* This means people that are used to speaking directly and openly must tame their communication style as it could cause offense.
* Although they can be indirect, Colombians can also become very animated. This should not be mistaken for aggression.
* Avoid confrontation at all cost. If someone has made a mistake do not expose it publicly as this will lead to a loss of face and a ruined relationship.
Being a Manager in Colombia
The business set up in Colombia is very formal and cross cultural management will be more successful if you bear in mind the importance of being courteous at all times. Treat those in positions of authority with particular respect and deference. It is better to err on the side of being overly formal rather than jeopardize a business relationship by being too informal and appearing flippant.
Spend time cultivating relationships and maintaining them once they are formed. This is a country where "who you know" is often more important than "what you know".
The Role of a Manager
Cross cultural communication will be more effective when managing in Colombia, if you keep it in mind that each person has a very distinct role within the organization. People believe that their supervisors have been chosen because they have more experience than those they manage and it is inappropriate for them to consult with lower-ranking individuals when decision-making.
In Colombia, as in other hierarchical societies, managers may take a somewhat paternalistic attitude to their employees. They may demonstrate a concern for employees that goes beyond the workplace and strictly professional concerns.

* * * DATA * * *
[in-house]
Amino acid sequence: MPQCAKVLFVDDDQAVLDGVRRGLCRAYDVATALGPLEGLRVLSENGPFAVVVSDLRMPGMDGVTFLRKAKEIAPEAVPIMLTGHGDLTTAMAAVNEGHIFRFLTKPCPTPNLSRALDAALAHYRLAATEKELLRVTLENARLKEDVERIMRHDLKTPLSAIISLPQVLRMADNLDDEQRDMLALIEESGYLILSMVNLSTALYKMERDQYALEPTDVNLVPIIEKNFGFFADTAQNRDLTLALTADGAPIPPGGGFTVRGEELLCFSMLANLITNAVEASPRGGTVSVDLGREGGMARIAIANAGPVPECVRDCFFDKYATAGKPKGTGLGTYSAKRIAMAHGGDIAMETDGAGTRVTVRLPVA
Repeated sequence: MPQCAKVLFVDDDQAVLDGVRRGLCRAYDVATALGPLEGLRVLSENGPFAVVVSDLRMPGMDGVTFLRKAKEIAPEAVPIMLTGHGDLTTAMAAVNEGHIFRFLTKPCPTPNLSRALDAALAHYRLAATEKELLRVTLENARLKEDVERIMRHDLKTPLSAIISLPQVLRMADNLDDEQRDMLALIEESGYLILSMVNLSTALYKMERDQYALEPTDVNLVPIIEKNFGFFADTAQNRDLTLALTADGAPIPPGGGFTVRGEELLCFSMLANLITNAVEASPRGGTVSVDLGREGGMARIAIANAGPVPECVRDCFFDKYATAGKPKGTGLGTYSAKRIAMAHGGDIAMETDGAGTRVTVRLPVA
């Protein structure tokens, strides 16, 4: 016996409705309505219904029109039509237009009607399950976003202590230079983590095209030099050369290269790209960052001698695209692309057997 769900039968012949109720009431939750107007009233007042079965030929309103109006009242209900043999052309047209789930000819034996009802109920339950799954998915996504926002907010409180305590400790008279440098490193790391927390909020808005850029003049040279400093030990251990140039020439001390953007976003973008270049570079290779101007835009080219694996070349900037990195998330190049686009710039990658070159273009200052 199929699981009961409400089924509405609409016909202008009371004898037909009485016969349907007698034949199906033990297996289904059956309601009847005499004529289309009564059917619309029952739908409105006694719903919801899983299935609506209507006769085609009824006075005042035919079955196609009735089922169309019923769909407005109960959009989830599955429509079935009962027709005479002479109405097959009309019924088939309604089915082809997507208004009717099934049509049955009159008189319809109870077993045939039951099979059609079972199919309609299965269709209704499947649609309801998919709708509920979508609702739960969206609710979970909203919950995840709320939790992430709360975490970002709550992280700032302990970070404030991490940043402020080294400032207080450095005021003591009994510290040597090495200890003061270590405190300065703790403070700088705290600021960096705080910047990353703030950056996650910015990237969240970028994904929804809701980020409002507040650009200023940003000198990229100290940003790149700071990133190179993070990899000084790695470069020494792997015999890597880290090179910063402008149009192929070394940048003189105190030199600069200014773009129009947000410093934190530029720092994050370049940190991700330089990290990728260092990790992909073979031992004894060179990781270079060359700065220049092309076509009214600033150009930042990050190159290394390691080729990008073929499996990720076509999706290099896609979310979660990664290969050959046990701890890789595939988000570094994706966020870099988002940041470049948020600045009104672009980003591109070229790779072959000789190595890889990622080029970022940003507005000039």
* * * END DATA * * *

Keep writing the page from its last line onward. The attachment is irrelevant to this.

Approach to Change
Colombia’s intercultural adaptability and readiness for change is becoming more apparent although changes are still made slowly, requiring a considerable amount of thought, planning and evaluation.
Cross cultural sensitivity is important with Colombia’s attitude toward risk dramatically impacted by the negative ramifications of failure on both the individual and the group.
Approach to Time and Priorities
Deadlines and timescales are fluid in Colombia. Patience will play an essential part in successful cross cultural management.
While timescales and deadlines need to be set well in advance and reiterated carefully, it should be understood that these will be viewed as flexible.
Global and intercultural expansion means that some managers may have a greater appreciation of the need to enforce timescales and as such, agreed deadlines are more likely to be met.
Colombian business is rigidly hierarchical. For the most part decisions are reached at the top of the company and passed down to managers to implement. Managers are more autocratic than in many other countries. They do not seek a consensus before making decisions, as they believe it would make them appear weak.